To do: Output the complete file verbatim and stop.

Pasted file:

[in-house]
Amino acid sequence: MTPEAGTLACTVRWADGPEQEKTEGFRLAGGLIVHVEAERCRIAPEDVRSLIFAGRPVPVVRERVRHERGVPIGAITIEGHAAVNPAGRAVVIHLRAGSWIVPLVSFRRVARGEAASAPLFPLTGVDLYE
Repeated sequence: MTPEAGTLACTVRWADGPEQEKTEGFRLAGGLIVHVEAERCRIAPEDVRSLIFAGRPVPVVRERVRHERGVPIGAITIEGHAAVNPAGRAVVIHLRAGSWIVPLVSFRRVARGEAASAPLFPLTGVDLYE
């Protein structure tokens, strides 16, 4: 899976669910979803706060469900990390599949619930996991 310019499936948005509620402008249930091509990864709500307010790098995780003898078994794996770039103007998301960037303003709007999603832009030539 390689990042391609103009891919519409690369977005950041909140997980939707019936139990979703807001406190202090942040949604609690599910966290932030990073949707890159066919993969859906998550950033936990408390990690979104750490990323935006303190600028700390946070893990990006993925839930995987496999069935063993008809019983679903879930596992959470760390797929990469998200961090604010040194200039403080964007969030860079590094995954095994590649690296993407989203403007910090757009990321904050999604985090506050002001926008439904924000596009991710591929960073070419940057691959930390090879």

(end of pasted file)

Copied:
[in-house]
Amino acid sequence: MTPEAGTLACTVRWADGPEQEKTEGFRLAGGLIVHVEAERCRIAPEDVRSLIFAGRPVPVVRERVRHERGVPIGAITIEGHAAVNPAGRAVVIHLRAGSWIVPLVSFRRVARGEAASAPLFPLTGVDLYE
Repeated sequence: MTPEAGTLACTVRWADGPEQEKTEGFRLAGGLIVHVEAERCRIAPEDVRSLIFAGRPVPVVRERVRHERGVPIGAITIEGHAAVNPAGRAVVIHLRAGSWIVPLVSFRRVARGEAASAPLFPLTGVDLYE
């Protein structure tokens, strides 16, 4: 899976669910979803706060469900990390599949619930996991 310019499936948005509620402008249930091509990864709500307010790098995780003898078994794996770039103007998301960037303003709007999603832009030539 390689990042391609103009891919519409690369977005950041909140997980939707019936139990979703807001406190202090942040949604609690599910966290932030990073949707890159066919993969859906998550950033936990408390990690979104750490990323935006303190600028700390946070893990990006993925839930995987496999069935063993008809019983679903879930596992959470760390797929990469998200961090604010040194200039403080964007969030860079590094995954095994590649690296993407989203403007910090757009990321904050999604985090506050002001926008439904924000596009991710591929960073070419940057691959930390090879």